By bucket sort I mean on dividing numbers between 0 and 1 into $n$ buckets and performing insertion sort on all the buckets.

1| n ← length [A]
2| For i = 1 to n do
3|     Insert A[i] into list B[nA[i]]
4| For i = 0 to n-1 do
5|     Sort list B with Insertion sort
6| Concatenate the lists B[0], B[1], . . B[n-1] together in order.

The time taking task is lines 4 and 5, which on uniform distribution takes $\Theta(n)$ time. So the worst case, by intuition, I can say is $\Theta(n^2)$ when all the elements fall into one bucket (standard insertion sort on $n$ elements).

But how can I prove that the worst case for this algorithm is when I take all elements in one bucket? Bucket sort worst case stuff I've seen online directly say that the worst case is when we have all elements in that one bucket. But how can I prove this in the first place? Thanks!

  • $\begingroup$ Ah, the often skipped step! Good call! $\endgroup$
    – Raphael
    Aug 27, 2017 at 21:40

1 Answer 1


For an upper bound on the worst-case cost, it's sufficient to show that it can't be worse. Assuming that insertion sort takes $\leq cn^2$ steps on $n$ elements, consider the sum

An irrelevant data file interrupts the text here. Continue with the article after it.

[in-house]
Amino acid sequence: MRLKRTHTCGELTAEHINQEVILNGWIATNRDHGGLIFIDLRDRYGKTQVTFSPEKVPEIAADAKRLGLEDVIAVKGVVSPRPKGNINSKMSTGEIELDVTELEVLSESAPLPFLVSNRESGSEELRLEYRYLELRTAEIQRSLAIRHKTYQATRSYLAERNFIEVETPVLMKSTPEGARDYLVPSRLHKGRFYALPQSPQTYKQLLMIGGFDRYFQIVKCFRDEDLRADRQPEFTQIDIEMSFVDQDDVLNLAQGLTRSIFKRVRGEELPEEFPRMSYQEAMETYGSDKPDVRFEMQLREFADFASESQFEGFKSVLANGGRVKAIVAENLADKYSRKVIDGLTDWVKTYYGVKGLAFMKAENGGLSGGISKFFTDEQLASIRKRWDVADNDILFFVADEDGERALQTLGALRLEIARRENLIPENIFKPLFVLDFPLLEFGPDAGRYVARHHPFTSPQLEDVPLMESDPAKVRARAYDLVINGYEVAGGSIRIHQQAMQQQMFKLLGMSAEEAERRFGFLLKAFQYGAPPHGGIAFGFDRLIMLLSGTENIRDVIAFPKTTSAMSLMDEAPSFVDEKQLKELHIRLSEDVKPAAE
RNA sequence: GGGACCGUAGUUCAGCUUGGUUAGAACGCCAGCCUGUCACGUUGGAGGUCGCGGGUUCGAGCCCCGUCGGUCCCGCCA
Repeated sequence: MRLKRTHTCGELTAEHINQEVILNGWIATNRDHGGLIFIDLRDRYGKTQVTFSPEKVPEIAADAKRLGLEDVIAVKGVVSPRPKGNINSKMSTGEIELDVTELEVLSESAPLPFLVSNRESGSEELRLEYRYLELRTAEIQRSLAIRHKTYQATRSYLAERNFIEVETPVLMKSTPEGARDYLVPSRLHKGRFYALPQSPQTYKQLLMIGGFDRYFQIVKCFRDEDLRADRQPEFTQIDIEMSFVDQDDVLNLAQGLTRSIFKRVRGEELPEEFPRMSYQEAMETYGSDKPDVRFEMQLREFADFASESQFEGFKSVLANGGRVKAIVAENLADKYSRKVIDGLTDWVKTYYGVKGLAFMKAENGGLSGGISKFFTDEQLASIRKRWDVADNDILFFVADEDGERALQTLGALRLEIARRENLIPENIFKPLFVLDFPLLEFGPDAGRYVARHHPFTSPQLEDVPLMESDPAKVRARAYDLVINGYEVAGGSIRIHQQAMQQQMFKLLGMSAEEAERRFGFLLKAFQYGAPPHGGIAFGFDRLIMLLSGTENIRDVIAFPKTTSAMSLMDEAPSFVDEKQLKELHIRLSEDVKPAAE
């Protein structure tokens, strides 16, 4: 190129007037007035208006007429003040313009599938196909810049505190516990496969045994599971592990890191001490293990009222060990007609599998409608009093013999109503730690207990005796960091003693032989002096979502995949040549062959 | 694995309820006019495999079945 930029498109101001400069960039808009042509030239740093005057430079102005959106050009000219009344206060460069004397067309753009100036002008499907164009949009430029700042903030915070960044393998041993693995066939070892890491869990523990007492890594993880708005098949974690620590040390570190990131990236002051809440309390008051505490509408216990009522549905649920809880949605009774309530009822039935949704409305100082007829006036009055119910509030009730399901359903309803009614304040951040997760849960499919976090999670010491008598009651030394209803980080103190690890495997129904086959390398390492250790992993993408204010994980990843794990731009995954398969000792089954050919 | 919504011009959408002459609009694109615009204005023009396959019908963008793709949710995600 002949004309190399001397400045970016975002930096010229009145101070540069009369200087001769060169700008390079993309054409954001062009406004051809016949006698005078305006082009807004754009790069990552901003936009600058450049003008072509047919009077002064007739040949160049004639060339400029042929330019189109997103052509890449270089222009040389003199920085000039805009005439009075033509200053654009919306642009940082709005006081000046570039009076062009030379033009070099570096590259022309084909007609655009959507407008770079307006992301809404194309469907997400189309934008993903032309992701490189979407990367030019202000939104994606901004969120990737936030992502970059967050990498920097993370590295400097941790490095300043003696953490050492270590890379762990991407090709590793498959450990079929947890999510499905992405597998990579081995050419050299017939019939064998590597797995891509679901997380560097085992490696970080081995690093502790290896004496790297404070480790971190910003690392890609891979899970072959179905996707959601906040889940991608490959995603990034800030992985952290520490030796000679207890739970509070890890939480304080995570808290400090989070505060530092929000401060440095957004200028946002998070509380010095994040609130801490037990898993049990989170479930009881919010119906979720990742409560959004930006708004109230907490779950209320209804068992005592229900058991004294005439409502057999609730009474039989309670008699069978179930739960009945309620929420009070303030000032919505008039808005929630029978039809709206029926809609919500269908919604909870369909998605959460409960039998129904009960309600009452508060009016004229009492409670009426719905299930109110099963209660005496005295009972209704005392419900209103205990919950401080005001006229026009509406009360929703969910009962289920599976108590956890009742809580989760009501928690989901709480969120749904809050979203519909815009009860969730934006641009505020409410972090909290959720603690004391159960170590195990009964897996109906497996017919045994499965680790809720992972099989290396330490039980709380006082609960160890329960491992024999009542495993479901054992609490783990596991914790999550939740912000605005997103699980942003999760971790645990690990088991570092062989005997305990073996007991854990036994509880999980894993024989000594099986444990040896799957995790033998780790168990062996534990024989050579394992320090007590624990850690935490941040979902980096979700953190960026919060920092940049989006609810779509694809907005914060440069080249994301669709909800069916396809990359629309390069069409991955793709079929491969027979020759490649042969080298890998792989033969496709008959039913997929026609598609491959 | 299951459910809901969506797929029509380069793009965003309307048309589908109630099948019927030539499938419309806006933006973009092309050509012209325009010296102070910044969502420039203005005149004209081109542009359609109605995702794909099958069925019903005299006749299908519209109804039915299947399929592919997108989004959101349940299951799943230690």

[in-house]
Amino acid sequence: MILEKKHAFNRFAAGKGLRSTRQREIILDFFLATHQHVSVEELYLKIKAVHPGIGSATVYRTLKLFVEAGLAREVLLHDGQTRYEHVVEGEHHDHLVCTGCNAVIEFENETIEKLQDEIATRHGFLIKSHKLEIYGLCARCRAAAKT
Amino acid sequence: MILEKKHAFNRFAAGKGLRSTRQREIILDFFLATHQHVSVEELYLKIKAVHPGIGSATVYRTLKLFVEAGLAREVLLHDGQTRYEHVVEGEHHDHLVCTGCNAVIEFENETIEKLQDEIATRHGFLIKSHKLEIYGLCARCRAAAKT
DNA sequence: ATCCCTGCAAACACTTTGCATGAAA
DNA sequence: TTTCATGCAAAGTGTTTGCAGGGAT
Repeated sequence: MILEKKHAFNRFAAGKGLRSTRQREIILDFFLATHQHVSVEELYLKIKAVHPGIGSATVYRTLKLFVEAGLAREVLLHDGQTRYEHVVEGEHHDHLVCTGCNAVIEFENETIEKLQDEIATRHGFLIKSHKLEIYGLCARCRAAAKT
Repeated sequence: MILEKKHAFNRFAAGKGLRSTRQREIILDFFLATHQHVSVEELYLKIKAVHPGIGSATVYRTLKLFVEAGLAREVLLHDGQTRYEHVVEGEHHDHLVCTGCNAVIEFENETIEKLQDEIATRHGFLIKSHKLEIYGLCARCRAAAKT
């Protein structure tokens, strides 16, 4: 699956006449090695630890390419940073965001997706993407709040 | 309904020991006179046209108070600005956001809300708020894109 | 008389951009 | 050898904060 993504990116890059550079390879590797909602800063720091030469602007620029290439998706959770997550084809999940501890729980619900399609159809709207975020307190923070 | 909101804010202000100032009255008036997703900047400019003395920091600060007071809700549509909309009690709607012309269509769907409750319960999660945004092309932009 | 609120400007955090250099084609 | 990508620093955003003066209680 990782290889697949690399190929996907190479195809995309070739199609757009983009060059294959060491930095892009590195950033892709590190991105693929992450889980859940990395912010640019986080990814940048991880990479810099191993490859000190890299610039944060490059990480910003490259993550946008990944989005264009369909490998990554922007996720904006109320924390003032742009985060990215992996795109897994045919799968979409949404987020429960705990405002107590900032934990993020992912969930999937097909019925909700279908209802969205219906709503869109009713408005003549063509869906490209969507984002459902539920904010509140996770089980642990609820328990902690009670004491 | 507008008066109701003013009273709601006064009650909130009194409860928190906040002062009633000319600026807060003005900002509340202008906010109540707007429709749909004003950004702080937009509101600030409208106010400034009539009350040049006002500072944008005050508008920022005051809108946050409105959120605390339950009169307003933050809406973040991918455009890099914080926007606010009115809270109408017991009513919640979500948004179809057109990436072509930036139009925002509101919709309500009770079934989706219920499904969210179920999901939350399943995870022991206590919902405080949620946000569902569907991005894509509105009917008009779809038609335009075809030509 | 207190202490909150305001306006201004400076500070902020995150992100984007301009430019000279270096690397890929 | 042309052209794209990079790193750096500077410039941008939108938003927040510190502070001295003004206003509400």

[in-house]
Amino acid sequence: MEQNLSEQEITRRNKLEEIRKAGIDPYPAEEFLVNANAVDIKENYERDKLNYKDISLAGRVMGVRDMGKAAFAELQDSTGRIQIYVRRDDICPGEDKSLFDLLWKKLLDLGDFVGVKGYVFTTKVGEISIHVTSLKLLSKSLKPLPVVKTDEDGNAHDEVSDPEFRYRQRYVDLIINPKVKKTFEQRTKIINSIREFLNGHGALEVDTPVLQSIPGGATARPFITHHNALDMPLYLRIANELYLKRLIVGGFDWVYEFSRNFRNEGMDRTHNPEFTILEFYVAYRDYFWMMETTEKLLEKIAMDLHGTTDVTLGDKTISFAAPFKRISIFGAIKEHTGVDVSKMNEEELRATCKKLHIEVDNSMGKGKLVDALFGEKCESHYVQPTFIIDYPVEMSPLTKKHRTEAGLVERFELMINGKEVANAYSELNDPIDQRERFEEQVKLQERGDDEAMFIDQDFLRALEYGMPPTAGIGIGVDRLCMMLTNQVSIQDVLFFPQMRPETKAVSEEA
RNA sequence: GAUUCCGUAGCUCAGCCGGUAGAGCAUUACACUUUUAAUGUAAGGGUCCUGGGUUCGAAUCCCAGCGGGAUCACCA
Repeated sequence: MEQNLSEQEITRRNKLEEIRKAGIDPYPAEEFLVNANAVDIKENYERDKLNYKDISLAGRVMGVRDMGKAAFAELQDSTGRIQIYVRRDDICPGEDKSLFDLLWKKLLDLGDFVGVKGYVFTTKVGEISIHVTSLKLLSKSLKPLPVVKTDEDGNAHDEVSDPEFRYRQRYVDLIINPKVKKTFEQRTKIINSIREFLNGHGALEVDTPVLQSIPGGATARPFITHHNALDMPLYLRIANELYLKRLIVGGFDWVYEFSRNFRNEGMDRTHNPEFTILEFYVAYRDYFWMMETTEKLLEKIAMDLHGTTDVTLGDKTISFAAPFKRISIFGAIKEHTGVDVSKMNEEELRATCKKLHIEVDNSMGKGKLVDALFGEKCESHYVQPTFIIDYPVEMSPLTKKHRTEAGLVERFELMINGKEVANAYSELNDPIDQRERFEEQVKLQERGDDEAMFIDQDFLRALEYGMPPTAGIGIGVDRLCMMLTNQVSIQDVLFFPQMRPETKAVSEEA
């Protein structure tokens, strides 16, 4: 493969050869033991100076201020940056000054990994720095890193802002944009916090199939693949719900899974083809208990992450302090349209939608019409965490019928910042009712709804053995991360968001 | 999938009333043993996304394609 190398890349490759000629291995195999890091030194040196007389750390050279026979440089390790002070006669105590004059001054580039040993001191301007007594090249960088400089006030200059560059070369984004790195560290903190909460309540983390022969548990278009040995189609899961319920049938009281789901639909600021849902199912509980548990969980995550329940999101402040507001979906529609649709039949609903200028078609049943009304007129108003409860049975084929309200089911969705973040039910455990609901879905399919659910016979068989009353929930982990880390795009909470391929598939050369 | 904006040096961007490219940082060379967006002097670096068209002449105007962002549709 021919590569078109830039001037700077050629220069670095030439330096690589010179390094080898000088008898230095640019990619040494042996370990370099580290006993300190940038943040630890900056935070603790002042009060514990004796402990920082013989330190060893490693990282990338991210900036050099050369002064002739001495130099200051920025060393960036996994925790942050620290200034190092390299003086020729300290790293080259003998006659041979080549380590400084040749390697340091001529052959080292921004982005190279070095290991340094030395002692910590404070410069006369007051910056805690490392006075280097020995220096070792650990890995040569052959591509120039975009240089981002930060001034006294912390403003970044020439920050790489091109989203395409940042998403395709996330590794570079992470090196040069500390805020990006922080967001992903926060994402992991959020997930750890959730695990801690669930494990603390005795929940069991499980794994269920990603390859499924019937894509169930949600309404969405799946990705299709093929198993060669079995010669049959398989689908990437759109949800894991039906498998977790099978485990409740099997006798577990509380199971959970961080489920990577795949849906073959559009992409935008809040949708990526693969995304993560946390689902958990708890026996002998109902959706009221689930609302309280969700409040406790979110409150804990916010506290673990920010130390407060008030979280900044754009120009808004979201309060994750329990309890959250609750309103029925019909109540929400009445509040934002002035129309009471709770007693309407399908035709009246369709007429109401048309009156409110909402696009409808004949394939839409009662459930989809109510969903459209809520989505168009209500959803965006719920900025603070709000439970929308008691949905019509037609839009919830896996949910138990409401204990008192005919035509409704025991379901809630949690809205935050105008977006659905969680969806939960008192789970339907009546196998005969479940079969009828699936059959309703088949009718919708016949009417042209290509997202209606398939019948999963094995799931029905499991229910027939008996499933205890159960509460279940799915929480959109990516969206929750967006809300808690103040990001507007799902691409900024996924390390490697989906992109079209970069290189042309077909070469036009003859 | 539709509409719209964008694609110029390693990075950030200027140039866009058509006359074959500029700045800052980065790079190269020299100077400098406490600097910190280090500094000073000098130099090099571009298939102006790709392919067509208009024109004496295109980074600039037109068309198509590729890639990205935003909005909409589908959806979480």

$\qquad\displaystyle \sum_{i=1}^n c |B_i|^2$;

it is an upper bound on the cost of sorting all the buckets. For an upper bound on the worst case for bucket sort, maximize this function subject to $\sum |B_i| = n$ (and add the remaining cost, which is $O(n)$ for all inputs).

For a lower bound on the worst-case cost, we have to find an infinite class of actual inputs and show that their cost behaves as claimed. $[0, \dots, 0]$ serves to show an $\Omega(n^2)$ lower bound, as you note.

  • $\begingroup$ "maximize this function subject to ∑|Bi|=n." This is essentially where I'm stuck. How do I proceed with maximising this? $\endgroup$
    – Indo Ubt
    Aug 27, 2017 at 21:59
  • $\begingroup$ @IndoUbt Normalize the sums by replacing $B_i$ with $B_i / n$, and moving $c$ outside of the sum. Do you see why the sum of squares is $\leq 1$? Hint: Use that the sum of the $B_i$ is $=1$ then. $\endgroup$
    – Raphael
    Aug 28, 2017 at 6:13

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